In 1893 when the Montreal Hockey Club won the Stanley Cup, the first Stanley Cup rings were awarded to the team’s personnel. Since then, rings were not awarded again until 1927 when the Ottawa Senators won the Stanley Cup Championship.
Championship rings are historically presented to winning teams in North American professional sports leagues and college tournaments. Typically, only one championship trophy is awarded to the team, but the championship ring is a memento for each individual to enjoy.
Like in Major League Baseball, National Hockey League teams pay for the cost of their own rings, and for the last 50 years, NHL championship teams have been free to design their own.
One week after the Kings won their second Stanley Cup back in mid-June, premier jeweler, Tiffany & Co., began the design process for the championship ring, expanding on the collaboration that began after the Kings 2012 Stanley Cup Championship.
“The first thing we wanted to do this time that was different than 2012 is we wanted to involve the players right from the get go, and get their opinions on direction and things that they wanted,” said Kelly Cheeseman, chief operating officer for AEG Sports.
“There was a core group of the leadership that we went to right from the beginning, and we said ‘what do you guys want to see?’ and they told us,” continued Cheeseman. “They felt as though it’s a brotherhood and it’s for them, so it was important for us to honor that request.”
A few of the important design points for the players were that the ring be large in size, incorporate the logo shape, and have exclusive features available to only them.
The face, which measures 32mm, boasts 136 round diamonds amongst pave-set black spinels,. The entire face of the ring is the Kings logo, and the black spinels appear to be set lower than the diamonds and crown, which gives the ring a three-dimensional quality.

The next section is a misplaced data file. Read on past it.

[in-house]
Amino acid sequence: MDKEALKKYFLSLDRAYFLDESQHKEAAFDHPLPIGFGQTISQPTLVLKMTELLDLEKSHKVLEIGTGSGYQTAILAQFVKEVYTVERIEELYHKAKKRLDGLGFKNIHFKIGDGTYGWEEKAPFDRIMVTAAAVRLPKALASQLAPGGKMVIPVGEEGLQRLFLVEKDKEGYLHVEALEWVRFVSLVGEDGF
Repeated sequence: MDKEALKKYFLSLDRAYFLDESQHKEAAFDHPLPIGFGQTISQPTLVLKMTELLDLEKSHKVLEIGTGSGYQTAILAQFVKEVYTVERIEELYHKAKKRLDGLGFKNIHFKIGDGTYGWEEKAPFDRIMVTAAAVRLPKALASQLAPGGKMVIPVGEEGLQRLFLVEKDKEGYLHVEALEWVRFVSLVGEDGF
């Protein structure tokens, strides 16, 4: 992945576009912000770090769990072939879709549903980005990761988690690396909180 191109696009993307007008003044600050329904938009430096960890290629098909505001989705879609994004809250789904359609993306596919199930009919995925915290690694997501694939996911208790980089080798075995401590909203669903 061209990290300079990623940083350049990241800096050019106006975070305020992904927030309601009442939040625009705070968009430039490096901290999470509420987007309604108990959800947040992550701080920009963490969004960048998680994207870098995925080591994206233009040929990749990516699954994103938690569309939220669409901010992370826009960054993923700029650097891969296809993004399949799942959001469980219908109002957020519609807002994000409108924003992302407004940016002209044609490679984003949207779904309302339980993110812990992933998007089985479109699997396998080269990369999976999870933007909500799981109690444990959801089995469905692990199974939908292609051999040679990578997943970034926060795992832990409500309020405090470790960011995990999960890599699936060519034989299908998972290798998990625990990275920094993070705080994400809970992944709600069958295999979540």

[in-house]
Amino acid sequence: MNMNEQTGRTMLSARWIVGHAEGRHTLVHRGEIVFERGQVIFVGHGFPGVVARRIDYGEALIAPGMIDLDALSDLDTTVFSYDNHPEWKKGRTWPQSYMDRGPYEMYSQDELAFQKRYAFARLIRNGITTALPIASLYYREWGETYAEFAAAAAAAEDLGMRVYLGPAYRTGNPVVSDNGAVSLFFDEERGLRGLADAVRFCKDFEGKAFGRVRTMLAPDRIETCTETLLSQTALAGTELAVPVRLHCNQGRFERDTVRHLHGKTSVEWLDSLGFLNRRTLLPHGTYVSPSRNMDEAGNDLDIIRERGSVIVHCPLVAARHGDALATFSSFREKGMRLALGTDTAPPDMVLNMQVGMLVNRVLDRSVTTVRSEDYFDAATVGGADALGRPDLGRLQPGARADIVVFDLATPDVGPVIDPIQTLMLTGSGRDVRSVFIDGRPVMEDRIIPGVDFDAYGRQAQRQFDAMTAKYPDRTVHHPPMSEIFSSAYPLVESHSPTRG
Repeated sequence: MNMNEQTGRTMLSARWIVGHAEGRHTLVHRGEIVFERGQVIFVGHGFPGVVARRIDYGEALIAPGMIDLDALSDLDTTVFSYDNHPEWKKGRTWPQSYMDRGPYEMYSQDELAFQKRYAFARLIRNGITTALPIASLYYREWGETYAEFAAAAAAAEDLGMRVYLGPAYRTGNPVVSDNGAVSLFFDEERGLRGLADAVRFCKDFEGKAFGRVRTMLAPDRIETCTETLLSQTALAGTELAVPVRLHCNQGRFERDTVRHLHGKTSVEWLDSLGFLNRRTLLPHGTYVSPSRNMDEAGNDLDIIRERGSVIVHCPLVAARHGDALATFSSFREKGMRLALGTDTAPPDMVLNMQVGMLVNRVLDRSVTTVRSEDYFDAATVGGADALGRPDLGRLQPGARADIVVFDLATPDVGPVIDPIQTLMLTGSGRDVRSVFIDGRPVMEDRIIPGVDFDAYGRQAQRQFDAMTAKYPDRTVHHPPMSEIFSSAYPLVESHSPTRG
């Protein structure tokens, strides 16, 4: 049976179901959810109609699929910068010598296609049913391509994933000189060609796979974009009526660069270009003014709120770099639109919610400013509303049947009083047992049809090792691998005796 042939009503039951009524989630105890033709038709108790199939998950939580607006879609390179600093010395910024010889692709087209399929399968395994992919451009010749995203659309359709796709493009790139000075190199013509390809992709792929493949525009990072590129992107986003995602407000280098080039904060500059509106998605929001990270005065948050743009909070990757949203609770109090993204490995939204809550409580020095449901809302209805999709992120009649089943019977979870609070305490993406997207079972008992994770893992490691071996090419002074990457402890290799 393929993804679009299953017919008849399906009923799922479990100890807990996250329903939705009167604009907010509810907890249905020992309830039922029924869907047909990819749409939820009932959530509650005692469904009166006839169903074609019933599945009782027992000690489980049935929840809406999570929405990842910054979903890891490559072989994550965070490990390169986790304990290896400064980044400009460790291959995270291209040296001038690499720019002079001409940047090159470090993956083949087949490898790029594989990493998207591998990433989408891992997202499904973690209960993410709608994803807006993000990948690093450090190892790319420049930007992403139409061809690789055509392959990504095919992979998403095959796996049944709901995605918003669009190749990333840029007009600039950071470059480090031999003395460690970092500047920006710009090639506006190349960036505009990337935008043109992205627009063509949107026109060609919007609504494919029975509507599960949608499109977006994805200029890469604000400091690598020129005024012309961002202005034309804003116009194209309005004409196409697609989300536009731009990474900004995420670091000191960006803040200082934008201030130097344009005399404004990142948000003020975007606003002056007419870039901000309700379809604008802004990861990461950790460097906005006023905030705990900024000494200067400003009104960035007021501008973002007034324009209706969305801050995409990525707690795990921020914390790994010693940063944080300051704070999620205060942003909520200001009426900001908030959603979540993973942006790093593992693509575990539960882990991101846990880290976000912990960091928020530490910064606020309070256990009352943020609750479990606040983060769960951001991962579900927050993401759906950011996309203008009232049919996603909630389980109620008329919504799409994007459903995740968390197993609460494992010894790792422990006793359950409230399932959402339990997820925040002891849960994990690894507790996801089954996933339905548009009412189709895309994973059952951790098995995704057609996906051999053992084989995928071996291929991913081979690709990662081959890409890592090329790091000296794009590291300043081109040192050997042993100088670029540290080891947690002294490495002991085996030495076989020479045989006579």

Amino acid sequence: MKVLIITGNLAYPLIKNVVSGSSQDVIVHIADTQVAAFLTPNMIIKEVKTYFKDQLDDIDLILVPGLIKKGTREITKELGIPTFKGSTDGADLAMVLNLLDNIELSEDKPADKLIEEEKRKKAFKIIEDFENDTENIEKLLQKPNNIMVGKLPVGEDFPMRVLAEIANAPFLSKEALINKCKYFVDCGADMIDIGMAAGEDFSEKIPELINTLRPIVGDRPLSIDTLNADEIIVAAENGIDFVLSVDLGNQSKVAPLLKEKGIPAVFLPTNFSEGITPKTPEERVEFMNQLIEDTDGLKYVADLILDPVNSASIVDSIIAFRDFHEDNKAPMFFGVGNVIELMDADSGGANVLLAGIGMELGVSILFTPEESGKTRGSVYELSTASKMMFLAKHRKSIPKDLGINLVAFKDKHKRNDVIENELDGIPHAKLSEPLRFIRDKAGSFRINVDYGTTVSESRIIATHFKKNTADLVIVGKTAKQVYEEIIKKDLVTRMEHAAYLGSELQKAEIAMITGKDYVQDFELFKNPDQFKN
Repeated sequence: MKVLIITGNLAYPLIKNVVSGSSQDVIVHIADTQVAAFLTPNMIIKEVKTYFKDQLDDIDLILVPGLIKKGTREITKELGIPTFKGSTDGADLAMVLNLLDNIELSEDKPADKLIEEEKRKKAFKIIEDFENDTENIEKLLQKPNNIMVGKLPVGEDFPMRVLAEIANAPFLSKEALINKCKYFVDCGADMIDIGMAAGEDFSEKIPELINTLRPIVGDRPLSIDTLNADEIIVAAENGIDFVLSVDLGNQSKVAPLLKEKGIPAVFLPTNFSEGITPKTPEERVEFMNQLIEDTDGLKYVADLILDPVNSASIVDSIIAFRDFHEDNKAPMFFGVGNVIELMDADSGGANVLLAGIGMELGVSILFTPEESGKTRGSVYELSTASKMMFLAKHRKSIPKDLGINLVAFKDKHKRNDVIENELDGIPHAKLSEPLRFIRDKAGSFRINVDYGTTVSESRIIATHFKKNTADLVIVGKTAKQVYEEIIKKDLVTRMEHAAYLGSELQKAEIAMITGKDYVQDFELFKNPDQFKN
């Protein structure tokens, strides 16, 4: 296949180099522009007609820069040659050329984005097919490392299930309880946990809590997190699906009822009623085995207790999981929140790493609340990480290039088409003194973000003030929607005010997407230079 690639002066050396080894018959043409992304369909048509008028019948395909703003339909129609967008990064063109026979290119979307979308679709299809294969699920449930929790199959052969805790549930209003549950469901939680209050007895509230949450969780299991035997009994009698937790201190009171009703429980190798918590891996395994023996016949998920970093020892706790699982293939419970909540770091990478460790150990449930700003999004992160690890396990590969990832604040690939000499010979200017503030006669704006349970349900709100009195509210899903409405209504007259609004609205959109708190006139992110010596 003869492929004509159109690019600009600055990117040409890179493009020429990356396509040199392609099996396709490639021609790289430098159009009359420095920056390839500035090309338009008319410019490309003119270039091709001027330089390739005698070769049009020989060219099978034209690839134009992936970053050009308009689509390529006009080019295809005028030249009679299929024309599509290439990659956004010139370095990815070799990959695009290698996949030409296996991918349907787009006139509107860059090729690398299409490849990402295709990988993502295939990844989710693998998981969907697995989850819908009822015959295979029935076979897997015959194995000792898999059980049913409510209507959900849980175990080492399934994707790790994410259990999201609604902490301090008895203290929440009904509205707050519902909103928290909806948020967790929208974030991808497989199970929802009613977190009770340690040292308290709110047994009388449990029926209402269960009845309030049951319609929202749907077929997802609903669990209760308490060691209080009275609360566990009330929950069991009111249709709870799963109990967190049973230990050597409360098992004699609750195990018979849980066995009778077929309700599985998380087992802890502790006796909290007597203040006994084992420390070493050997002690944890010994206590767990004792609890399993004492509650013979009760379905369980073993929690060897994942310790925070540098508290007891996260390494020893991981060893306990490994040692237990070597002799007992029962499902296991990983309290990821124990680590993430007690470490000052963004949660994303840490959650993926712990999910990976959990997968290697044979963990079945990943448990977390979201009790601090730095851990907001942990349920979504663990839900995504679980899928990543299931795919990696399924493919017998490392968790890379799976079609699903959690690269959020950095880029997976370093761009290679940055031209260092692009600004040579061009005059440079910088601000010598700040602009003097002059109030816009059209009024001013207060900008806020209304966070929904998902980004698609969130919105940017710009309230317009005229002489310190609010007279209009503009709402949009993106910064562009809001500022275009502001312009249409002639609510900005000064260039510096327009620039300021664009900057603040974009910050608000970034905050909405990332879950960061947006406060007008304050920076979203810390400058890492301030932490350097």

In addition, there are three specific design characteristics that are private and only found on the rings of the players.
A handful of original designs were submitted to the Kings for review, and changes were made from there.
One shank of the ring features STAPLES Center and beaming lights, along with the player’s name and number.
“A lot of the rings we had seen had the skylines of the city, and we wanted something that represented LA, and we saw things like palm trees,” Cheeseman explained. “One thing we looked at was STAPLES Center, and STAPLES Center is very unique-looking, it’s our home, it’s the players’ home, and that’s why we went with STAPLES Center on the side.”
A silhouette of the Stanley Cup can be found on the other shank, accompanied by the Kings’ overall playoff record, and two black spinels, which represent the Club’s two championships. Similar to the 2012 ring, the series scores are inscribed on the inside of the ring.
“The only thing that is the same from one of the original etchings is that the top is essentially our logo, and then we worked off of that. The shanks were all different from the original ones, so you start picking and choosing and designing from there,” Cheeseman shared.
The players were given their rings at a private function on October 6, while the rest of the staff received theirs on October 8, just prior to the season-opener. Between designing, fittings, and deciding on the different rings that are made available to personnel, plus marketing the collection that will be made available to fans, the process is an arduous lengthy one that actually isn’t over yet.
For Cheeseman, and the rest of those involved, it’s a good problem to have.